It’s been more than a little crazy at college lately, so I’m only now getting to my review for this book…which I read in October. I actually got the chance to see Laini Taylor at a signing for Muse of Nightmares, and I was motivated to read Strange the Dreamer before going.
Strange the Dreamer follows the mystical and captivating journey of Lazlo Strange to the lost City of Weep, and what he finds there. Weep is a secretive and magical city across the desert that Lazlo travels to. Split between Lazlo, the dreamer on the ground, and Sarai, the nightmare in the sky – Strange the Dreamer follows Lazlo and Sarai’s attempts to heal a broken city and navigate their budding love.
This book was such a treasure to read. The imagery is this book is hauntingly beautiful and captivating; Laini Taylor has a way of painting such strange and creative worlds. In Weep, there existed powerful Gods who enslaved the people of Weep, and kidnapped their women and sometimes men. These women would return months or years later, with no memories of what happened to them. However, the people of Weep know (to an extent) what has happened – the women have no memories of it, but have given birth and understand what this implies of their time in the Citadel. Lazlo Strange stumbles onto the scene about 15 years after the Gods were murdered by the people of Weep. However, the powerful sky ship of the Gods is still in the sky, leaving a permanent shadow over the people of Weep. Led by the Godslayer, a group of Weep citizens collected a group of engineers, scientists, and Lazlo Strange, to help them get rid of the ship.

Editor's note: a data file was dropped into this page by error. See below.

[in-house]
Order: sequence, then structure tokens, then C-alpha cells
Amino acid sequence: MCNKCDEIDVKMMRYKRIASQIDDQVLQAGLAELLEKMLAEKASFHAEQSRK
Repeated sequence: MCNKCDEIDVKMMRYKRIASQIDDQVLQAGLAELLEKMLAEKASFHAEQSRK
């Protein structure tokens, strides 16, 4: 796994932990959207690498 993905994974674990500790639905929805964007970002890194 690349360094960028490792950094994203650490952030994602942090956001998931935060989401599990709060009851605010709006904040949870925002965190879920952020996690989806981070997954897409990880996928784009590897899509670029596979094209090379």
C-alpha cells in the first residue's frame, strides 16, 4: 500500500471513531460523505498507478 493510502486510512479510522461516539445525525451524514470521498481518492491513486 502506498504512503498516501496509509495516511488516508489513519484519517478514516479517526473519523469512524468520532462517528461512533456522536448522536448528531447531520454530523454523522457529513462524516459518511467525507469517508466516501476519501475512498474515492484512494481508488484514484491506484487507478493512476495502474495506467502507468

Parallel to Lazlo’s journey to Weep and time spent there, is Sarai. Sarai is one of the last children of the Gods. She and three other children live in the Citadel. (the sky ship). Sarai and each of the children have powers, but remain trapped in the Citadel, with no way out, and aware that even if they could go to Weep, they would be killed. Sarai’s power is that she can enter the dreams of Weep’s people – including Lazlo. Through Sarai visiting his dreams, Lazlo learns of the history of Weep and falls in love with Sarai as well.
The most powerful thing about Taylor’s novel, is how she addresses trauma, and from many different perspectives. Much of Lazlo’s time in Weep is spent trying to discover what happened to the people of Weep. For the most part, the occupation is not spoken of – it’s something the people of Weep are unable to address. They want to move past it, and act like it hasn’t happened. However, with the shadow of the Citadel looming above them, they are unable to. In addition, the lack of memories of the taken is something some view as a gift and some as a curse. Overall, the collective trauma of the City of Weep is a stark contrast to the lyrical and beautiful prose of the book describing a magical world of godspawn with blue skin, dreamers, and impossible things.
Juxtaposed with the people of Weep’s trauma is the trauma of the children left in the Citadel, primarily Minya. Minya is the oldest of the children, and she saved Sarai and the other children on the day the Godslayer and a few other soldiers from Weep raided the citadel and murdered the Gods. However, another dark secret of Weep, is that they did not only kill the Gods, but their children as well. Minya witnessed their murder, and was only able to rescue four other children. From that day on, Minya has been frozen in the form of a child. A visible metaphor of how her trauma affected her, Minya is unable to move past the horror she witnessed and her hatred for the people of Weep. The contrast between Minya and the people of Weep is so vivid, and witnessing both sides you can’t help but to sympathize with both – which tears you apart since Minya and the people of Weep are only able to hate each other, and not able to understand each other.
Strange the Dreamer is written wonderfully, and is so beautiful to read, but what makes it such a powerful read is Taylor’s story of collective trauma, race, and what it means to dream of a better world.